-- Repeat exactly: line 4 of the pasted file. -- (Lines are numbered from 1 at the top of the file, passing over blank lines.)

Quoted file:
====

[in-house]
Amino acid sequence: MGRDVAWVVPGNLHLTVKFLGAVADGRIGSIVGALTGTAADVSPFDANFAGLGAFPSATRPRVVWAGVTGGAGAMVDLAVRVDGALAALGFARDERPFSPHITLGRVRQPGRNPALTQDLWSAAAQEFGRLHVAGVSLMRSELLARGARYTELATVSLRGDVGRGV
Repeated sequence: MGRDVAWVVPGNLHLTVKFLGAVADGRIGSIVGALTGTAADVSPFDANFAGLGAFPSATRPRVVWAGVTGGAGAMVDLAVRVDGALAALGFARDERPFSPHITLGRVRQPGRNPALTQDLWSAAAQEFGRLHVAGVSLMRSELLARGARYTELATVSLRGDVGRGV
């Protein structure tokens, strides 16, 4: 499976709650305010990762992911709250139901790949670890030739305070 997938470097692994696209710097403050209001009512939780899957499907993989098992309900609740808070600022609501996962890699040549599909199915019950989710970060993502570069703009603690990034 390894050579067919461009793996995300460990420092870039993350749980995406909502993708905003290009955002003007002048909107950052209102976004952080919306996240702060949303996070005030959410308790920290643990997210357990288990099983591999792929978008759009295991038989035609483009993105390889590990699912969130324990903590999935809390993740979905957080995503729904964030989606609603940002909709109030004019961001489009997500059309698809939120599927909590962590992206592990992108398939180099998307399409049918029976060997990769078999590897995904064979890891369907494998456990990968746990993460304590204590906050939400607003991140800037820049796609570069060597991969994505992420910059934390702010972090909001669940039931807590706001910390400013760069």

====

């Protein structure tokens, strides 16, 4: 499976709650305010990762992911709250139901790949670890030739305070 997938470097692994696209710097403050209001009512939780899957499907993989098992309900609740808070600022609501996962890699040549599909199915019950989710970060993502570069703009603690990034 390894050579067919461009793996995300460990420092870039993350749980995406909502993708905003290009955002003007002048909107950052209102976004952080919306996240702060949303996070005030959410308790920290643990997210357990288990099983591999792929978008759009295991038989035609483009993105390889590990699912969130324990903590999935809390993740979905957080995503729904964030989606609603940002909709109030004019961001489009997500059309698809939120599927909590962590992206592990992108398939180099998307399409049918029976060997990769078999590897995904064979890891369907494998456990990968746990993460304590204590906050939400607003991140800037820049796609570069060597991969994505992420910059934390702010972090909001669940039931807590706001910390400013760069």